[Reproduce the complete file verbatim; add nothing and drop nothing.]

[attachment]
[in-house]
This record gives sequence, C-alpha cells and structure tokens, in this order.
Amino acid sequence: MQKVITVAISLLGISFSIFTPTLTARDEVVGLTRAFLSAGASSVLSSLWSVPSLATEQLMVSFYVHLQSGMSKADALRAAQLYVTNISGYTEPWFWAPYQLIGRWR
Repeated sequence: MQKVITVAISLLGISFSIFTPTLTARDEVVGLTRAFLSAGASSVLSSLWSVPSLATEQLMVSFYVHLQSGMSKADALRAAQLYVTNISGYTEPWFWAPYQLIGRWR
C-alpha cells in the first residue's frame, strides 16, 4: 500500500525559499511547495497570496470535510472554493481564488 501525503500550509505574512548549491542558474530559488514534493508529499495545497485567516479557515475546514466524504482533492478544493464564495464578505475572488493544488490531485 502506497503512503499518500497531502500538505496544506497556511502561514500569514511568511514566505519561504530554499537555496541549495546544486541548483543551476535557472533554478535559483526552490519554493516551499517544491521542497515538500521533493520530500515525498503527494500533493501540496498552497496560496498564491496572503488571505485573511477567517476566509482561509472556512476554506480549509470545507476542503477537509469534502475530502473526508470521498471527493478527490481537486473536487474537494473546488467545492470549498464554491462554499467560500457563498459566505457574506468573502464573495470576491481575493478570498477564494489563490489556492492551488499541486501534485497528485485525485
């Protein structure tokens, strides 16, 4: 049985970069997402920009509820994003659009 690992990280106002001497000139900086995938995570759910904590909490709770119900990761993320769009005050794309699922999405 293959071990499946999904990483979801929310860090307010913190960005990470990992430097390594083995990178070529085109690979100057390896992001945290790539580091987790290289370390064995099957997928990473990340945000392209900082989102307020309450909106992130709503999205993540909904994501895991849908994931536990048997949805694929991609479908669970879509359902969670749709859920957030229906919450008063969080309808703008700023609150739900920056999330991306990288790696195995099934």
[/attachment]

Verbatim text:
[in-house]
This record gives sequence, C-alpha cells and structure tokens, in this order.
Amino acid sequence: MQKVITVAISLLGISFSIFTPTLTARDEVVGLTRAFLSAGASSVLSSLWSVPSLATEQLMVSFYVHLQSGMSKADALRAAQLYVTNISGYTEPWFWAPYQLIGRWR
Repeated sequence: MQKVITVAISLLGISFSIFTPTLTARDEVVGLTRAFLSAGASSVLSSLWSVPSLATEQLMVSFYVHLQSGMSKADALRAAQLYVTNISGYTEPWFWAPYQLIGRWR
C-alpha cells in the first residue's frame, strides 16, 4: 500500500525559499511547495497570496470535510472554493481564488 501525503500550509505574512548549491542558474530559488514534493508529499495545497485567516479557515475546514466524504482533492478544493464564495464578505475572488493544488490531485 502506497503512503499518500497531502500538505496544506497556511502561514500569514511568511514566505519561504530554499537555496541549495546544486541548483543551476535557472533554478535559483526552490519554493516551499517544491521542497515538500521533493520530500515525498503527494500533493501540496498552497496560496498564491496572503488571505485573511477567517476566509482561509472556512476554506480549509470545507476542503477537509469534502475530502473526508470521498471527493478527490481537486473536487474537494473546488467545492470549498464554491462554499467560500457563498459566505457574506468573502464573495470576491481575493478570498477564494489563490489556492492551488499541486501534485497528485485525485
């Protein structure tokens, strides 16, 4: 049985970069997402920009509820994003659009 690992990280106002001497000139900086995938995570759910904590909490709770119900990761993320769009005050794309699922999405 293959071990499946999904990483979801929310860090307010913190960005990470990992430097390594083995990178070529085109690979100057390896992001945290790539580091987790290289370390064995099957997928990473990340945000392209900082989102307020309450909106992130709503999205993540909904994501895991849908994931536990048997949805694929991609479908669970879509359902969670749709859920957030229906919450008063969080309808703008700023609150739900920056999330991306990288790696195995099934």